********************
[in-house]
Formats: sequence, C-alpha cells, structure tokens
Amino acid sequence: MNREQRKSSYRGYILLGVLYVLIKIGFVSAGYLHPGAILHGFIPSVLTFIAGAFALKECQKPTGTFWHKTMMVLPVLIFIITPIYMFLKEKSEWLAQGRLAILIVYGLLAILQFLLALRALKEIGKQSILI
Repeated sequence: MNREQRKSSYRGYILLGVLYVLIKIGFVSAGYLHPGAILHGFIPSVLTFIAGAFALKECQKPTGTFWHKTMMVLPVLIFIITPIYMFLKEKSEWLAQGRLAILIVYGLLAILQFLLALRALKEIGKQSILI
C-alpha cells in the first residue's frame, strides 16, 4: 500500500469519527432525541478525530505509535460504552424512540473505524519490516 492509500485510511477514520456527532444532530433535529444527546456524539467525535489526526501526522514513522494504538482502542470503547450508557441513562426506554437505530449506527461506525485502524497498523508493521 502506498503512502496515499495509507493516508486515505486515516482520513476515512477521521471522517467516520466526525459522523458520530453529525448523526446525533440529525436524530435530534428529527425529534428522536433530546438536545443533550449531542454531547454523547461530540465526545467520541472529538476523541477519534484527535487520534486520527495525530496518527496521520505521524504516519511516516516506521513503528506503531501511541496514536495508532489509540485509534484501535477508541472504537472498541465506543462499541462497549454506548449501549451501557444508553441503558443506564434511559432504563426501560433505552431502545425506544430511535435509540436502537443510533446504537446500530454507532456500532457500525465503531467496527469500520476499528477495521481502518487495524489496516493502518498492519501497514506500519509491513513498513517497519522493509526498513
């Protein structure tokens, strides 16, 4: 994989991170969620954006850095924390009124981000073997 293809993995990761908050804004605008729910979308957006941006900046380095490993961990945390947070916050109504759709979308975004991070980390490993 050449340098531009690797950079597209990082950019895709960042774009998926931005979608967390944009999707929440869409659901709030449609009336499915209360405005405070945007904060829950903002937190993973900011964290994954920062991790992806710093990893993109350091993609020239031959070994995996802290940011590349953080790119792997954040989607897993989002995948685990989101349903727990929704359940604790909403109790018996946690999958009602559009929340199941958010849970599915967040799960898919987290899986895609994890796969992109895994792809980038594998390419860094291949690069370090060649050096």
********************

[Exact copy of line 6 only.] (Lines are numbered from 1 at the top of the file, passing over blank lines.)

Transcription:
């Protein structure tokens, strides 16, 4: 994989991170969620954006850095924390009124981000073997 293809993995990761908050804004605008729910979308957006941006900046380095490993961990945390947070916050109504759709979308975004991070980390490993 050449340098531009690797950079597209990082950019895709960042774009998926931005979608967390944009999707929440869409659901709030449609009336499915209360405005405070945007904060829950903002937190993973900011964290994954920062991790992806710093990893993109350091993609020239031959070994995996802290940011590349953080790119792997954040989607897993989002995948685990989101349903727990929704359940604790909403109790018996946690999958009602559009929340199941958010849970599915967040799960898919987290899986895609994890796969992109895994792809980038594998390419860094291949690069370090060649050096």